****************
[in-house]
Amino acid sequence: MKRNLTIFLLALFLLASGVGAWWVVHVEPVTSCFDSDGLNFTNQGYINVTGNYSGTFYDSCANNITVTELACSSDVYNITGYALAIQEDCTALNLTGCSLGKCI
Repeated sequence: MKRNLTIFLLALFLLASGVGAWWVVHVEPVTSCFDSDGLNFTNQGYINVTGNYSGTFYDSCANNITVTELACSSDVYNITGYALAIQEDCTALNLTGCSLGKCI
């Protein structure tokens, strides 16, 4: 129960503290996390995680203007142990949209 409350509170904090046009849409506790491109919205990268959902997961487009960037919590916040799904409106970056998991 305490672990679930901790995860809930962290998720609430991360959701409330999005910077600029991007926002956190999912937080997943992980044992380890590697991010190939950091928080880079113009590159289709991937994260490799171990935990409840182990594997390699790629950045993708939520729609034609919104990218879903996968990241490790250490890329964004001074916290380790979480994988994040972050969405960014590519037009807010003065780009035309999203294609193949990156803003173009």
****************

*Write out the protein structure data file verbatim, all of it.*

[in-house]
Amino acid sequence: MKRNLTIFLLALFLLASGVGAWWVVHVEPVTSCFDSDGLNFTNQGYINVTGNYSGTFYDSCANNITVTELACSSDVYNITGYALAIQEDCTALNLTGCSLGKCI
Repeated sequence: MKRNLTIFLLALFLLASGVGAWWVVHVEPVTSCFDSDGLNFTNQGYINVTGNYSGTFYDSCANNITVTELACSSDVYNITGYALAIQEDCTALNLTGCSLGKCI
């Protein structure tokens, strides 16, 4: 129960503290996390995680203007142990949209 409350509170904090046009849409506790491109919205990268959902997961487009960037919590916040799904409106970056998991 305490672990679930901790995860809930962290998720609430991360959701409330999005910077600029991007926002956190999912937080997943992980044992380890590697991010190939950091928080880079113009590159289709991937994260490799171990935990409840182990594997390699790629950045993708939520729609034609919104990218879903996968990241490790250490890329964004001074916290380790979480994988994040972050969405960014590519037009807010003065780009035309999203294609193949990156803003173009």